This slideshow requires JavaScript.

Stone On Kettner: We Know And Love Them. You Should Too.

There’s a theme tying together many of their locations which can be best described as a Rustic-Garden-Oasis.

Stone Brewing is one of those breweries you can find pretty much anywhere you go. Their easily recognizable gargoyle can be found heading taps from coast to coast, and even overseas. They even have a tap room in the freaking San Diego Airport. From their most recognized flagship brew Stone IPA, to some of their seasonals like the Mocha IPA (one of Jill’s favorite) and their ever-changing Enjoy By series, there’s no denying the people at Stone know how to brew a great IPA. And don’t forget about their stellar lineup of barrel aged Saisons and Sours, as well as their desert-like Stouts and Porters (they literally made an ice cream with their Xocoveza Stout this year. WHAT!?).

So why take the time to do a write up on a brewery that pretty much anyone who doesn’t live under a rock knows about? A few reasons-hear us out. First of all, the experience of drinking one of their beers from a tap at your favorite sports bar or from a bottle picked up at your nearest grocery store may be a pretty decent one, however going to an actual Stone Brewing facility is a whole other story. There’s a theme tying together many of their locations which can be best described as a Rustic-Garden-Oasis. Seriously. You could be in the middle of desert-like Escondido, the re-purposed military barracks of Liberty Station, amongst the high rises of Downtown San Diego, or in Petco Park; but sitting alongside a roaring fire pit in an adirondack chair (made from used wine barrels) surrounded by succulents, leafy shrubs and other greenery-you would never know. Below your feet is beautifully crafted stonework or maybe some turf-like grass; look up to the sky and notice strings of twinkling lights crisscrossed above you. Some of their locations are full service restaurants, while others are simply tasting rooms. Most locations are dog friendly, (double check before you go, we’ve made that mistake) and each location has a killer merch area including cozy sweatshirts, to-go beers and even dog treats. So yay for Stone.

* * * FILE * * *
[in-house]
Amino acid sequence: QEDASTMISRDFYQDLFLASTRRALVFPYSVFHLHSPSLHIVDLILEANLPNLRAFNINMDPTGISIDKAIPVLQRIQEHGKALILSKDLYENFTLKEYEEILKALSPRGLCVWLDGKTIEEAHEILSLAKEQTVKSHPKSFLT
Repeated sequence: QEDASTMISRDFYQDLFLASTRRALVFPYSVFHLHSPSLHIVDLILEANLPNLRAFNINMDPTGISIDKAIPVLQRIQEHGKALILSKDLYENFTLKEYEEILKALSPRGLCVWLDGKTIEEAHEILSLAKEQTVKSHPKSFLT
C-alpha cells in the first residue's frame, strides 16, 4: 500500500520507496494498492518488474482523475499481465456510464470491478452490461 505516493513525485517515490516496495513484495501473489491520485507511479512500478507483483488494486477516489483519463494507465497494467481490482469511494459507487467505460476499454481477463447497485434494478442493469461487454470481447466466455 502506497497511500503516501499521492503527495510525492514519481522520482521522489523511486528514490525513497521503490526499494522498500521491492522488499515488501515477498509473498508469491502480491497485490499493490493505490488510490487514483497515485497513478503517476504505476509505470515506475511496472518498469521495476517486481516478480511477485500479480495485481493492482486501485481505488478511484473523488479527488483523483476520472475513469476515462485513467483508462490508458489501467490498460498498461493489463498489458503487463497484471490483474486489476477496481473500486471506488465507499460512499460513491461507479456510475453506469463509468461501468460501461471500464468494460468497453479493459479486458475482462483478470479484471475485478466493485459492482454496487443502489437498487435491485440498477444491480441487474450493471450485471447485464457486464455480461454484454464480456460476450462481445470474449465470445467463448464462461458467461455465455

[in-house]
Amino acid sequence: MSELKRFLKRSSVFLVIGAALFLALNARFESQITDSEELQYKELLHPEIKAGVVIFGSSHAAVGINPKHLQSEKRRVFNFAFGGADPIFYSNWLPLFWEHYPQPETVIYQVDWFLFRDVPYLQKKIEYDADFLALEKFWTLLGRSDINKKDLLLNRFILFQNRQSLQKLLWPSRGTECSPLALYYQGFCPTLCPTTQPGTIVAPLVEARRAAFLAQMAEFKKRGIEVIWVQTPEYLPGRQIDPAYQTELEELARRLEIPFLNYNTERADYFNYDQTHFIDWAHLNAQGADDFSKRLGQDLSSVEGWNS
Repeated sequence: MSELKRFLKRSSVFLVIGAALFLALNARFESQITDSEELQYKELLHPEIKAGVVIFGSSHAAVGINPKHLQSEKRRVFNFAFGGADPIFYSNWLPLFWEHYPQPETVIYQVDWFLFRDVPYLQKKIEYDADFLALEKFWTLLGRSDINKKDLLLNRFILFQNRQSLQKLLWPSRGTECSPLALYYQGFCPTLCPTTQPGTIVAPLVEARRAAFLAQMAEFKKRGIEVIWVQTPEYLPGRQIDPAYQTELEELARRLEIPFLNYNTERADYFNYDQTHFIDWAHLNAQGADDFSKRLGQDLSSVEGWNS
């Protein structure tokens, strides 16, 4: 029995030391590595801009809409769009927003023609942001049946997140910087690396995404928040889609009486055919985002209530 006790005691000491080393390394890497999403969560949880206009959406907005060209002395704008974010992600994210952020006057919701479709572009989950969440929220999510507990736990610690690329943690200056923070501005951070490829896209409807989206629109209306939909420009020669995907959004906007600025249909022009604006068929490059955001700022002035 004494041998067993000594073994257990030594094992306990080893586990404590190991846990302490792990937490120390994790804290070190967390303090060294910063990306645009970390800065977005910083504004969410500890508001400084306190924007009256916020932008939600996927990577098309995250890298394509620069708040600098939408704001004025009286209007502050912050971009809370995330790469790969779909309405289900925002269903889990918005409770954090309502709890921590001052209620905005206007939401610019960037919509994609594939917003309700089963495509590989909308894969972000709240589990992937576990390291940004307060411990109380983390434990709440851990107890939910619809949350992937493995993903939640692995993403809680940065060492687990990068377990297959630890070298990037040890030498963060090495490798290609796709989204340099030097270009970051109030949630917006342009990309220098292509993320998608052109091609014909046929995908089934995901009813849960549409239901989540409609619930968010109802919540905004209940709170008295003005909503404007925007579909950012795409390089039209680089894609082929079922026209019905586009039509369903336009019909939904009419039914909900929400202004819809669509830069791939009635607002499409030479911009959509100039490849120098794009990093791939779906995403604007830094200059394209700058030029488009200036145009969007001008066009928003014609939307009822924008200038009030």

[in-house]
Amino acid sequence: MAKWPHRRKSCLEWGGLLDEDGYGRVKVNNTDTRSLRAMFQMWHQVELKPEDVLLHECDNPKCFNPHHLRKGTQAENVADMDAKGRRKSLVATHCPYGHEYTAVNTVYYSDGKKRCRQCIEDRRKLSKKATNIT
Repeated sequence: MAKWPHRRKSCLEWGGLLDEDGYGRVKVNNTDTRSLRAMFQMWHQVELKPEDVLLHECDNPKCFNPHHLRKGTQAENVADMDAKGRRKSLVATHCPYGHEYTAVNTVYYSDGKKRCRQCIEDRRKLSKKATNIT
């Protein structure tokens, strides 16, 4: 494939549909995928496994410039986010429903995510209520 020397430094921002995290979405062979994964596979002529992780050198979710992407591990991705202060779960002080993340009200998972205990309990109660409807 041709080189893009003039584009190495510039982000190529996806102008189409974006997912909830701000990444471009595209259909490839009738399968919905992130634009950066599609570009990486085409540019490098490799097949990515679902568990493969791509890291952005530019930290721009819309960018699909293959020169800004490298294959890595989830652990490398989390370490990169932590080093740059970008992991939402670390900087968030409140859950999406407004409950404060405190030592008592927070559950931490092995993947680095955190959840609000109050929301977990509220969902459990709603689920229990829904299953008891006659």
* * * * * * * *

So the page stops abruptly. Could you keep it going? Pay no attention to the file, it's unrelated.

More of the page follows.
We want to take the time to shout about one location in particular though, and it’s one we consistently find a lot of people aren’t familiar. And in our opinion, if you’re just looking to sip on one of their beers and relax while in the city, it’s the best. When talking to others, we often get asked for recommendations of breweries to check out. We definitely have a go-to list of favorites, but whenever we mention Stone on Kettner, no one seems to know what we’re talking about. Which is on one side a shame, and on another side a bonus for us because that means more beer to ourselves.